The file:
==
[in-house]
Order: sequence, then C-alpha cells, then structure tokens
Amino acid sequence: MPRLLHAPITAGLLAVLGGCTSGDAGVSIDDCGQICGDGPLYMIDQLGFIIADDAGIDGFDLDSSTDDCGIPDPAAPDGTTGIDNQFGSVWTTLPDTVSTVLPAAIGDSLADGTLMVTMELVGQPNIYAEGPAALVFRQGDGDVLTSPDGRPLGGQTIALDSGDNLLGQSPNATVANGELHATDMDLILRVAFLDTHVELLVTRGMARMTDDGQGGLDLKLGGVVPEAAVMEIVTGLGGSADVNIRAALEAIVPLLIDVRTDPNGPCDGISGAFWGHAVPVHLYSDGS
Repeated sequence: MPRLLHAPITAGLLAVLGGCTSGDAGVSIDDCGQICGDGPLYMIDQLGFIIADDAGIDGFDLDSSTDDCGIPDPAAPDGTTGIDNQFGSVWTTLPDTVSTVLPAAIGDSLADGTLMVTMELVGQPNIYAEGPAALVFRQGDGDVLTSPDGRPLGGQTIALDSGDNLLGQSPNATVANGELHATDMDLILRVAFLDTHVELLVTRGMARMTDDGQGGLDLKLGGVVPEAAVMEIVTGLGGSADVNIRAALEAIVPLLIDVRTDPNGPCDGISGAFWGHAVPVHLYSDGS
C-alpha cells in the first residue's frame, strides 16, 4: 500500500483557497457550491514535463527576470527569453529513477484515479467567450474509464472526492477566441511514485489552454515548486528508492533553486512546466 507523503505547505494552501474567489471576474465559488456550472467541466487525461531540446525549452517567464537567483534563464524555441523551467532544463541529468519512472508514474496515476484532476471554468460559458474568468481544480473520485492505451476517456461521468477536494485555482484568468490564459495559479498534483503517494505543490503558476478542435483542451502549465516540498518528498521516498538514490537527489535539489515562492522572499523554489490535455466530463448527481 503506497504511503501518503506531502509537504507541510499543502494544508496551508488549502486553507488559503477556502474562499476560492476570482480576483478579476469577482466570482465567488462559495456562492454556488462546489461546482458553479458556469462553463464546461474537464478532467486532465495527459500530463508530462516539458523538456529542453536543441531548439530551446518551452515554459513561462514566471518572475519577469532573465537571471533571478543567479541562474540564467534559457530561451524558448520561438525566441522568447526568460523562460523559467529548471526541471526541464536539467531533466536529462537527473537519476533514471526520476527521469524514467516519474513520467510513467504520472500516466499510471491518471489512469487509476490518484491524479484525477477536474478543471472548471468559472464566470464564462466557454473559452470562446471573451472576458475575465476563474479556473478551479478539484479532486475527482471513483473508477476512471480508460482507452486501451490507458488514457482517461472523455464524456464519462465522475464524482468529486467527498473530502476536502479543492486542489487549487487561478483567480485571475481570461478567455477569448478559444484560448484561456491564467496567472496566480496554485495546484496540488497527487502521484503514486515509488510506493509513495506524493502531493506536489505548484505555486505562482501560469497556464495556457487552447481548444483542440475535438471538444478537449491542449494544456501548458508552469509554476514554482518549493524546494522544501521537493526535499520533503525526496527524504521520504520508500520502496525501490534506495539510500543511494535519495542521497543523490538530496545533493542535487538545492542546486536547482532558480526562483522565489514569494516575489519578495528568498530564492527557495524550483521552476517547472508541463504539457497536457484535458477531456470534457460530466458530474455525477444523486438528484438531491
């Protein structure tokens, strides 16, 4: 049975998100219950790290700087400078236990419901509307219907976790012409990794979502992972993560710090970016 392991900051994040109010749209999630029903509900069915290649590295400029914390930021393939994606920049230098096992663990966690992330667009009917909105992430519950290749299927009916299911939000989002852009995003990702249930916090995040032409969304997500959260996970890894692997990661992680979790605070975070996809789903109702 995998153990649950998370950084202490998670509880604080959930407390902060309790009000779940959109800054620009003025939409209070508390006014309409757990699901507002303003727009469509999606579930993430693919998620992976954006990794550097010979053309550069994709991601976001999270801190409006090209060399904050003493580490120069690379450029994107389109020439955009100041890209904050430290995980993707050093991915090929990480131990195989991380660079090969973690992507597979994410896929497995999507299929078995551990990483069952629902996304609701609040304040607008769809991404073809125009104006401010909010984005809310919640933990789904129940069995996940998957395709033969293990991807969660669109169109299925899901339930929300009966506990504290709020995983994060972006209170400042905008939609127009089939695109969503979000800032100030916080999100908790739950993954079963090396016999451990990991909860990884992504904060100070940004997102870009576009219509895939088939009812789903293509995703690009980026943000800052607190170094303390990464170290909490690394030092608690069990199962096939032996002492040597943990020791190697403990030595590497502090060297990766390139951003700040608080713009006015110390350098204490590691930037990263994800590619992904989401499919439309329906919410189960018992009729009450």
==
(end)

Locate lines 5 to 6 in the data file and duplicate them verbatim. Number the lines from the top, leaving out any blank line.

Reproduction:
C-alpha cells in the first residue's frame, strides 16, 4: 500500500483557497457550491514535463527576470527569453529513477484515479467567450474509464472526492477566441511514485489552454515548486528508492533553486512546466 507523503505547505494552501474567489471576474465559488456550472467541466487525461531540446525549452517567464537567483534563464524555441523551467532544463541529468519512472508514474496515476484532476471554468460559458474568468481544480473520485492505451476517456461521468477536494485555482484568468490564459495559479498534483503517494505543490503558476478542435483542451502549465516540498518528498521516498538514490537527489535539489515562492522572499523554489490535455466530463448527481 503506497504511503501518503506531502509537504507541510499543502494544508496551508488549502486553507488559503477556502474562499476560492476570482480576483478579476469577482466570482465567488462559495456562492454556488462546489461546482458553479458556469462553463464546461474537464478532467486532465495527459500530463508530462516539458523538456529542453536543441531548439530551446518551452515554459513561462514566471518572475519577469532573465537571471533571478543567479541562474540564467534559457530561451524558448520561438525566441522568447526568460523562460523559467529548471526541471526541464536539467531533466536529462537527473537519476533514471526520476527521469524514467516519474513520467510513467504520472500516466499510471491518471489512469487509476490518484491524479484525477477536474478543471472548471468559472464566470464564462466557454473559452470562446471573451472576458475575465476563474479556473478551479478539484479532486475527482471513483473508477476512471480508460482507452486501451490507458488514457482517461472523455464524456464519462465522475464524482468529486467527498473530502476536502479543492486542489487549487487561478483567480485571475481570461478567455477569448478559444484560448484561456491564467496567472496566480496554485495546484496540488497527487502521484503514486515509488510506493509513495506524493502531493506536489505548484505555486505562482501560469497556464495556457487552447481548444483542440475535438471538444478537449491542449494544456501548458508552469509554476514554482518549493524546494522544501521537493526535499520533503525526496527524504521520504520508500520502496525501490534506495539510500543511494535519495542521497543523490538530496545533493542535487538545492542546486536547482532558480526562483522565489514569494516575489519578495528568498530564492527557495524550483521552476517547472508541463504539457497536457484535458477531456470534457460530466458530474455525477444523486438528484438531491
């Protein structure tokens, strides 16, 4: 049975998100219950790290700087400078236990419901509307219907976790012409990794979502992972993560710090970016 392991900051994040109010749209999630029903509900069915290649590295400029914390930021393939994606920049230098096992663990966690992330667009009917909105992430519950290749299927009916299911939000989002852009995003990702249930916090995040032409969304997500959260996970890894692997990661992680979790605070975070996809789903109702 995998153990649950998370950084202490998670509880604080959930407390902060309790009000779940959109800054620009003025939409209070508390006014309409757990699901507002303003727009469509999606579930993430693919998620992976954006990794550097010979053309550069994709991601976001999270801190409006090209060399904050003493580490120069690379450029994107389109020439955009100041890209904050430290995980993707050093991915090929990480131990195989991380660079090969973690992507597979994410896929497995999507299929078995551990990483069952629902996304609701609040304040607008769809991404073809125009104006401010909010984005809310919640933990789904129940069995996940998957395709033969293990991807969660669109169109299925899901339930929300009966506990504290709020995983994060972006209170400042905008939609127009089939695109969503979000800032100030916080999100908790739950993954079963090396016999451990990991909860990884992504904060100070940004997102870009576009219509895939088939009812789903293509995703690009980026943000800052607190170094303390990464170290909490690394030092608690069990199962096939032996002492040597943990020791190697403990030595590497502090060297990766390139951003700040608080713009006015110390350098204490590691930037990263994800590619992904989401499919439309329906919410189960018992009729009450």